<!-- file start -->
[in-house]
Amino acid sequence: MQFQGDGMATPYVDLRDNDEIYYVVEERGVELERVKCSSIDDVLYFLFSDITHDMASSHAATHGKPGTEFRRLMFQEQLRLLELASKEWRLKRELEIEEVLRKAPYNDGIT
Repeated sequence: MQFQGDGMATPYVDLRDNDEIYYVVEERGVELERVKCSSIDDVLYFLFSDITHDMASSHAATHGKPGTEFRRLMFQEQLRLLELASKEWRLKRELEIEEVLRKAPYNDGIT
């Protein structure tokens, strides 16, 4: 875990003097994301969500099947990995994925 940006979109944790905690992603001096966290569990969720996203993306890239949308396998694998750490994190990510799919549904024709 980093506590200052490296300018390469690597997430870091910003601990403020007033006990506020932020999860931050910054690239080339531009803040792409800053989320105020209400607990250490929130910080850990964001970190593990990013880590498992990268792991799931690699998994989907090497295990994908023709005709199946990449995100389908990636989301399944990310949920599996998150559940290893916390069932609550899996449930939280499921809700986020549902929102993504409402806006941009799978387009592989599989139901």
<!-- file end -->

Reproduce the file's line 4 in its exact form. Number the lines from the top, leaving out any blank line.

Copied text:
């Protein structure tokens, strides 16, 4: 875990003097994301969500099947990995994925 940006979109944790905690992603001096966290569990969720996203993306890239949308396998694998750490994190990510799919549904024709 980093506590200052490296300018390469690597997430870091910003601990403020007033006990506020932020999860931050910054690239080339531009803040792409800053989320105020209400607990250490929130910080850990964001970190593990990013880590498992990268792991799931690699998994989907090497295990994908023709005709199946990449995100389908990636989301399944990310949920599996998150559940290893916390069932609550899996449930939280499921809700986020549902929102993504409402806006941009799978387009592989599989139901």